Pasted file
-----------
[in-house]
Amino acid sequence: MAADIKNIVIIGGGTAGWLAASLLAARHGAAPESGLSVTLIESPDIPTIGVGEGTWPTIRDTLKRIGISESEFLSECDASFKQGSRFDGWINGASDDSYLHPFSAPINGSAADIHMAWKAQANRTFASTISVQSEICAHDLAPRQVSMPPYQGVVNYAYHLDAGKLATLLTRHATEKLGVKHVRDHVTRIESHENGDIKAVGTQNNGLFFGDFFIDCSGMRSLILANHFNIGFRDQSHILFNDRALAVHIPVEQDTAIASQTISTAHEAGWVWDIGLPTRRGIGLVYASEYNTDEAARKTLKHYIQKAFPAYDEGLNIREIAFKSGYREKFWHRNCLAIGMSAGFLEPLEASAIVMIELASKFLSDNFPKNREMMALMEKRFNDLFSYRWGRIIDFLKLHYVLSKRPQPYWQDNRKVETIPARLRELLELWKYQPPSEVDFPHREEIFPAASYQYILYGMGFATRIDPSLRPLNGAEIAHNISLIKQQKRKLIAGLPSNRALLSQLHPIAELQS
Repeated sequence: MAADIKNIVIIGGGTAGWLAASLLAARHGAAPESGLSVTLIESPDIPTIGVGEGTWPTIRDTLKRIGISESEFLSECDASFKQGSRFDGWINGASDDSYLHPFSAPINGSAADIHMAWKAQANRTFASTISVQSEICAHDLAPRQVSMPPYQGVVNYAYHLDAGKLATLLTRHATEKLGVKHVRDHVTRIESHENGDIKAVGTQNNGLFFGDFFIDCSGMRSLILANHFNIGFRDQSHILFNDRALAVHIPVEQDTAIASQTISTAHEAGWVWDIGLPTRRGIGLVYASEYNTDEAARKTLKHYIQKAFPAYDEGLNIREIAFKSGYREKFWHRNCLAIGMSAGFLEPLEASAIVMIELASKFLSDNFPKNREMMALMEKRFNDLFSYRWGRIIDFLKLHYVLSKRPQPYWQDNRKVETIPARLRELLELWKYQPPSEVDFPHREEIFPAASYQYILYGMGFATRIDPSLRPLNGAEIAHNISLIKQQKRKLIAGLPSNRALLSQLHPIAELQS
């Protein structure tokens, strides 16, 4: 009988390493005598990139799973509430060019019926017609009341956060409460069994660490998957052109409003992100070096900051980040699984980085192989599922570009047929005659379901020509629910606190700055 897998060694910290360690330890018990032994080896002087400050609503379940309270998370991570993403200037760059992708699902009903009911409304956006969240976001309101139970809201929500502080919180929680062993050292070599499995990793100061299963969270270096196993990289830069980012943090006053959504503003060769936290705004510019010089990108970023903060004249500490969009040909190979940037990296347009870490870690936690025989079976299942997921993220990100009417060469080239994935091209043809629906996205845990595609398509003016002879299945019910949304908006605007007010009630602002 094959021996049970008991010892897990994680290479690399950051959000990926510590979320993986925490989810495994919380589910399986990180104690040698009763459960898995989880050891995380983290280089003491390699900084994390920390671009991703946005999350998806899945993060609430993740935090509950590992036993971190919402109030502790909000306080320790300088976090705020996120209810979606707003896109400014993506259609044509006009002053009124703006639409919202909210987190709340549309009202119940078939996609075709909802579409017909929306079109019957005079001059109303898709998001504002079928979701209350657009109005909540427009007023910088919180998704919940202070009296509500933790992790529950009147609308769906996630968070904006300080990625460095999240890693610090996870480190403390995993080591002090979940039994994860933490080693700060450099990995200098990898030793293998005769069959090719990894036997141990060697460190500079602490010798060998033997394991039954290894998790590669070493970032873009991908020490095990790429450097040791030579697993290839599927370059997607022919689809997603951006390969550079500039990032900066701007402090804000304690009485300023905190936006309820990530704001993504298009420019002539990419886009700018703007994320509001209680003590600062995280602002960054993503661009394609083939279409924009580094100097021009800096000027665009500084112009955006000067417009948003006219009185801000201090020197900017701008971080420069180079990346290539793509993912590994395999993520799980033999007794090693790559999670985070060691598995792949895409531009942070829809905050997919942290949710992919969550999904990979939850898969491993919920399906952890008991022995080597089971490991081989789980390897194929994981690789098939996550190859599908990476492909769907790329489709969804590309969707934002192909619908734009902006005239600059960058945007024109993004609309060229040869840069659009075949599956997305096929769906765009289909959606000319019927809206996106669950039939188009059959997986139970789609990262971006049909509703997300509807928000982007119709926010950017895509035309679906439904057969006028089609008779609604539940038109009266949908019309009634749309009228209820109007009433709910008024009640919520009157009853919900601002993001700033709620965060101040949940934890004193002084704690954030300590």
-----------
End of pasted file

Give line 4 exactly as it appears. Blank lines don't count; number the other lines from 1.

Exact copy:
């Protein structure tokens, strides 16, 4: 009988390493005598990139799973509430060019019926017609009341956060409460069994660490998957052109409003992100070096900051980040699984980085192989599922570009047929005659379901020509629910606190700055 897998060694910290360690330890018990032994080896002087400050609503379940309270998370991570993403200037760059992708699902009903009911409304956006969240976001309101139970809201929500502080919180929680062993050292070599499995990793100061299963969270270096196993990289830069980012943090006053959504503003060769936290705004510019010089990108970023903060004249500490969009040909190979940037990296347009870490870690936690025989079976299942997921993220990100009417060469080239994935091209043809629906996205845990595609398509003016002879299945019910949304908006605007007010009630602002 094959021996049970008991010892897990994680290479690399950051959000990926510590979320993986925490989810495994919380589910399986990180104690040698009763459960898995989880050891995380983290280089003491390699900084994390920390671009991703946005999350998806899945993060609430993740935090509950590992036993971190919402109030502790909000306080320790300088976090705020996120209810979606707003896109400014993506259609044509006009002053009124703006639409919202909210987190709340549309009202119940078939996609075709909802579409017909929306079109019957005079001059109303898709998001504002079928979701209350657009109005909540427009007023910088919180998704919940202070009296509500933790992790529950009147609308769906996630968070904006300080990625460095999240890693610090996870480190403390995993080591002090979940039994994860933490080693700060450099990995200098990898030793293998005769069959090719990894036997141990060697460190500079602490010798060998033997394991039954290894998790590669070493970032873009991908020490095990790429450097040791030579697993290839599927370059997607022919689809997603951006390969550079500039990032900066701007402090804000304690009485300023905190936006309820990530704001993504298009420019002539990419886009700018703007994320509001209680003590600062995280602002960054993503661009394609083939279409924009580094100097021009800096000027665009500084112009955006000067417009948003006219009185801000201090020197900017701008971080420069180079990346290539793509993912590994395999993520799980033999007794090693790559999670985070060691598995792949895409531009942070829809905050997919942290949710992919969550999904990979939850898969491993919920399906952890008991022995080597089971490991081989789980390897194929994981690789098939996550190859599908990476492909769907790329489709969804590309969707934002192909619908734009902006005239600059960058945007024109993004609309060229040869840069659009075949599956997305096929769906765009289909959606000319019927809206996106669950039939188009059959997986139970789609990262971006049909509703997300509807928000982007119709926010950017895509035309679906439904057969006028089609008779609604539940038109009266949908019309009634749309009228209820109007009433709910008024009640919520009157009853919900601002993001700033709620965060101040949940934890004193002084704690954030300590």